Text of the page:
WATCH: An experienced outdoorsman says he was shocked at how quickly he ended up in a potentially deadly situation. He was fishing from his canoe when it tipped, sending him into the water. Kori Sidaway tells us how he managed to get out.
It was a pristine day on the water at Becher Bay (also known as Beecher Bay) when Michel Desjardins hit the water for his daily paddle and a fish Tuesday morning.
“Weather conditions were fine, it was not windy, it was sunny,” said Desjardins.
“It was perfect!”
But the situation quickly turned around.
“I got a huge bite! The canoe was going one way, and the bite came the other way, so I turned around to see what I could do and set the hook,” said Desjardins.
“And as I turned, a slight wave hit.”
The rush of water pushed Desjardins into the cold waters of the Salish Sea near the small set of Bedford Islands, well out of the safety of the bay.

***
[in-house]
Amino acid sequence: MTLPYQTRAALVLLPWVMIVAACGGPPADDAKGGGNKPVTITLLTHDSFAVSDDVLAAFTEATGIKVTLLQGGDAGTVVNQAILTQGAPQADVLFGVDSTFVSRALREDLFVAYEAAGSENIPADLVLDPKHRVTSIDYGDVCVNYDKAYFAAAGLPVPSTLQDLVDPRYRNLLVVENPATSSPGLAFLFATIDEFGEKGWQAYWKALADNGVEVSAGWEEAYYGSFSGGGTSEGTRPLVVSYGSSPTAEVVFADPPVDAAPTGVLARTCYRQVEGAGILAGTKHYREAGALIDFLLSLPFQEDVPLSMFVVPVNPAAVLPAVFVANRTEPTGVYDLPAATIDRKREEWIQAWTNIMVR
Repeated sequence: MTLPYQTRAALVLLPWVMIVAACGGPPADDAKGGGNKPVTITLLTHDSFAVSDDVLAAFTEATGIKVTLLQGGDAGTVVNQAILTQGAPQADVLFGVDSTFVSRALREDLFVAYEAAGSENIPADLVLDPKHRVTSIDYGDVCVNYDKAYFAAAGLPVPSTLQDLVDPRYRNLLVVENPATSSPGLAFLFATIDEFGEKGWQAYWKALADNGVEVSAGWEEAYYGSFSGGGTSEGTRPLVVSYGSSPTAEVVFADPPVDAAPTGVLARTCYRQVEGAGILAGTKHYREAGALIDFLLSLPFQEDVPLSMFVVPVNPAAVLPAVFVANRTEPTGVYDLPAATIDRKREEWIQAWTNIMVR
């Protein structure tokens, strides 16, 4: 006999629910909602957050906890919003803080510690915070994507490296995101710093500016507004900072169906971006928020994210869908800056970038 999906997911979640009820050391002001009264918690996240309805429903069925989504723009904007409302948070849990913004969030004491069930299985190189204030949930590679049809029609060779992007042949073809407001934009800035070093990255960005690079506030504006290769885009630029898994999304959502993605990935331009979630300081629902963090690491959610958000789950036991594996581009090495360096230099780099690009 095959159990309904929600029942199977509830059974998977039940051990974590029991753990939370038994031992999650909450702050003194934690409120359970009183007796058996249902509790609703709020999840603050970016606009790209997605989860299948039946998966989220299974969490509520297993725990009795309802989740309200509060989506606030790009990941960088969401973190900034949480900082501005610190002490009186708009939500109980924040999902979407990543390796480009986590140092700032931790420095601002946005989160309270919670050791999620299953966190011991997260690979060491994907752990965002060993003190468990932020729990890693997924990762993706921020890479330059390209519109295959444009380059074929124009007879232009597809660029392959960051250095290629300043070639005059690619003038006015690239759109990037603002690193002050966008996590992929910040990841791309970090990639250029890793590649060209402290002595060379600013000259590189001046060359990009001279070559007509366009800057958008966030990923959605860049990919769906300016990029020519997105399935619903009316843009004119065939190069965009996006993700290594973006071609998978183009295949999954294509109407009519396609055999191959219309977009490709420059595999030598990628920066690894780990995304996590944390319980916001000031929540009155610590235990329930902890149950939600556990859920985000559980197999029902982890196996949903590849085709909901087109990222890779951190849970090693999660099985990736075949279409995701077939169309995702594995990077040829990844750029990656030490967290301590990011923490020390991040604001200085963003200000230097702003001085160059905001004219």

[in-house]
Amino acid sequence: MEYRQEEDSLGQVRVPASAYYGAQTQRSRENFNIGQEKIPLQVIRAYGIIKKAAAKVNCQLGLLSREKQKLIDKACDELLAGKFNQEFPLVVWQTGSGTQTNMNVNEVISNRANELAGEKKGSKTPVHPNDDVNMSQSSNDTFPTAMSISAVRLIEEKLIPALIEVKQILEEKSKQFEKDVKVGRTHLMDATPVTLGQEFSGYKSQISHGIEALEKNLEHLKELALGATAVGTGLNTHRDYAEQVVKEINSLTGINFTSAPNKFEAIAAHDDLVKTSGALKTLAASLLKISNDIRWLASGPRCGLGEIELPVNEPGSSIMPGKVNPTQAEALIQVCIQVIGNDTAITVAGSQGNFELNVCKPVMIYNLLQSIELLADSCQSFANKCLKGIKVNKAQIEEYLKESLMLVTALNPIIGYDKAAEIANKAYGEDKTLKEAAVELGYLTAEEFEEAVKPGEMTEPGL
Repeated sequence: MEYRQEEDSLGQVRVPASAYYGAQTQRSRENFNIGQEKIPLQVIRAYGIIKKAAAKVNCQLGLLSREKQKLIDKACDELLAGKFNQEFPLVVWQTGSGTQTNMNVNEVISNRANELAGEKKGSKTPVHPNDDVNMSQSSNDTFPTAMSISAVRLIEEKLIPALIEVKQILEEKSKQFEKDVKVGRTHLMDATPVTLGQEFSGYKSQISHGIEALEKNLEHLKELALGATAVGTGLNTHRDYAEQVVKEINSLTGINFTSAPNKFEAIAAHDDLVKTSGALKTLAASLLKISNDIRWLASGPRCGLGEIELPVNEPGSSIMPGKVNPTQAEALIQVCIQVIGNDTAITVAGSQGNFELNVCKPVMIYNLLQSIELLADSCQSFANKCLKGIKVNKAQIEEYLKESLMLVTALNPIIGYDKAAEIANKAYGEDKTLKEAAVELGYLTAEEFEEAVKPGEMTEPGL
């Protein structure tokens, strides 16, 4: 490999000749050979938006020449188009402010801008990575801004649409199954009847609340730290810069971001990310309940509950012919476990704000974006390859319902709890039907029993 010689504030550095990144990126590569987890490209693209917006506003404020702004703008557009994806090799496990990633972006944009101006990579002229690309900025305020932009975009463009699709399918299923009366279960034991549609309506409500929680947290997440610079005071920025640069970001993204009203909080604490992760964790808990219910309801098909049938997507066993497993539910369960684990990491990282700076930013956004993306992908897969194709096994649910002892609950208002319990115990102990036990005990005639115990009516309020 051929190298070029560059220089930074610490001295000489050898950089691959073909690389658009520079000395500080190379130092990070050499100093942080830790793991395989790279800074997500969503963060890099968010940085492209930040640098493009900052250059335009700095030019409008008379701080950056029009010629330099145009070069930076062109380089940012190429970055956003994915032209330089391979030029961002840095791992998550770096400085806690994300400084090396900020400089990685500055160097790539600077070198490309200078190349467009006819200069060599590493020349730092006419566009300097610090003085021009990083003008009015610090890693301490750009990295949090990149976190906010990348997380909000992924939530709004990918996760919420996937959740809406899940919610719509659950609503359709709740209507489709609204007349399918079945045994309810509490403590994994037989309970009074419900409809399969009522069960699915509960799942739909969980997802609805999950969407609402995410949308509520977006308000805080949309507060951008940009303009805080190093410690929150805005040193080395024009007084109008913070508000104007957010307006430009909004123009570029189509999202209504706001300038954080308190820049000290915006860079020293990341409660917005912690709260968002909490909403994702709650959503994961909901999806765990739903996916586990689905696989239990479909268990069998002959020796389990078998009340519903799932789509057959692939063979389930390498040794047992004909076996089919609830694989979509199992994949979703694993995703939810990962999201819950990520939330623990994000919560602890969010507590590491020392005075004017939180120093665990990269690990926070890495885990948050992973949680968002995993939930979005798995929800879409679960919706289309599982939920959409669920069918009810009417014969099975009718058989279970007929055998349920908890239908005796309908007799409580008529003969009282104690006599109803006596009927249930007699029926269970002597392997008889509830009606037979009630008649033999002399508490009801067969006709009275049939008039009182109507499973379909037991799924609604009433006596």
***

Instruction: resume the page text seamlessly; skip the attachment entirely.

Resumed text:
“We heard a mayday call over the radio, and we weren’t very far from it,” said Jackie Cowan with the Royal Canadian Marine Search and Rescue, who was doing training nearby.
But this call was anything but practice.
“And so immediately we kicked it into gear,” said Cowan.
The crew, aided by a U.S. Coast Guard helicopter, located Desjardins within half an hour of him falling in the water.
“But I was sopping wet and cold,” said Desjardins.
“I’m glad I wasn’t in it that much longer.”
Although Desjardins was near a set of small islands, the mainland was a five-minute swim away. And in shock, while towing a boat, the swim was likely impossible.
“We don’t have a lot of time, we have cold water in this area,” said Cowan.
“You have one minute to get your breath under control. Ten minutes before you start to lose the use of your arms and legs.”
But what saved Desjardins, was the fact that he was prepared.
“For me, the primary thing that perhaps saved my life was the radio,” said Desjardins.
And experts agree.
“People don’t realize things can happen in an instant,” said Cowan.
“It can be a rogue wave, it can be a storm that comes up that’s unexpected. If you have a radio you can communicate to the people that can get there to save you in a timely manner.”
An unexpected lesson, but one that echoes for everyone on the water as true boating season begins.